Atherosclerosis is a form of hardening of the arteries in which plaque accumulates in the walls of arteries, eventually causing the opening of the vessels to narrow. When an artery becomes narrowed enough, the oxygen and nutrients carried by the blood cannot reach the organ supplied by that artery, starving it. For instance, the coronary arteries deliver blood to the heart. If the heart is not getting the amount of blood it needs—especially when it has to work harder, as it does during exercise or times of emotional stress—it is said to be ischemic. The term ischemia means a relative lack of blood supply. Hence, the terms ischemic heart disease (IHD), or coronary heart disease (CHD).
The symptom experienced by people whose hearts are being deprived of oxygen is called angina pectoris. Angina usually feels like a squeezing, burning, or pressure in the chest that is predictably brought on by exercise or emotional stress, and that goes away within about five minutes with rest, relaxation, or a medicine called nitroglycerin.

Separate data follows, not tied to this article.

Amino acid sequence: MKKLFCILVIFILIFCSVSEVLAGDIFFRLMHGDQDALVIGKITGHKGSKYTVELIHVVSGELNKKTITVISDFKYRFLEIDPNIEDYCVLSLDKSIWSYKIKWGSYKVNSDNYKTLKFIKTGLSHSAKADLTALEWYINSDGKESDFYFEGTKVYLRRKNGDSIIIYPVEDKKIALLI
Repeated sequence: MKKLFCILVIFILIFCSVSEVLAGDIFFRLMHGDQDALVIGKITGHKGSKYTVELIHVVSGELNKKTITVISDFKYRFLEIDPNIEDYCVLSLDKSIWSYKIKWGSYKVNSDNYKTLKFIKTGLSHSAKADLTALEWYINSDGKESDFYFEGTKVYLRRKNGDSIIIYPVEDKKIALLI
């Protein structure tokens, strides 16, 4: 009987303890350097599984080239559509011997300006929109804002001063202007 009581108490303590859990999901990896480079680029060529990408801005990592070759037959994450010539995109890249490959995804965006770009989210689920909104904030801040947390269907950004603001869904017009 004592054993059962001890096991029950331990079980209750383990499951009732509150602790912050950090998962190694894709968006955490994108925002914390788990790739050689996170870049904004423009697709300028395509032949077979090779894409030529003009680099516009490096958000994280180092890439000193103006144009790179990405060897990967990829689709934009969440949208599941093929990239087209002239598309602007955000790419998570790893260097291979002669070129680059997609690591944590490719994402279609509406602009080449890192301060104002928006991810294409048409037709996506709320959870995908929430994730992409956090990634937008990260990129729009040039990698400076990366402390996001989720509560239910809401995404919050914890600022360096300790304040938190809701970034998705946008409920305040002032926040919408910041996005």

In addition to obstructing arteries to the point where blood flow is compromised, plaques can also rupture. A plaque that ruptures resembles an abscess or a boil in the wall of an artery. When the plaque material comes in contact with the blood flowing through that artery, the body tries to wall off this material by forming a blood clot (thrombus). If a clot forms over a ruptured plaque, blood flow through that artery can be completely interrupted, and the heart muscle downstream of the clot will die within a few hours if the circulation is not restored. Heart muscle damage from interruption of the blood supply is a myocardial infarction: a heart attack.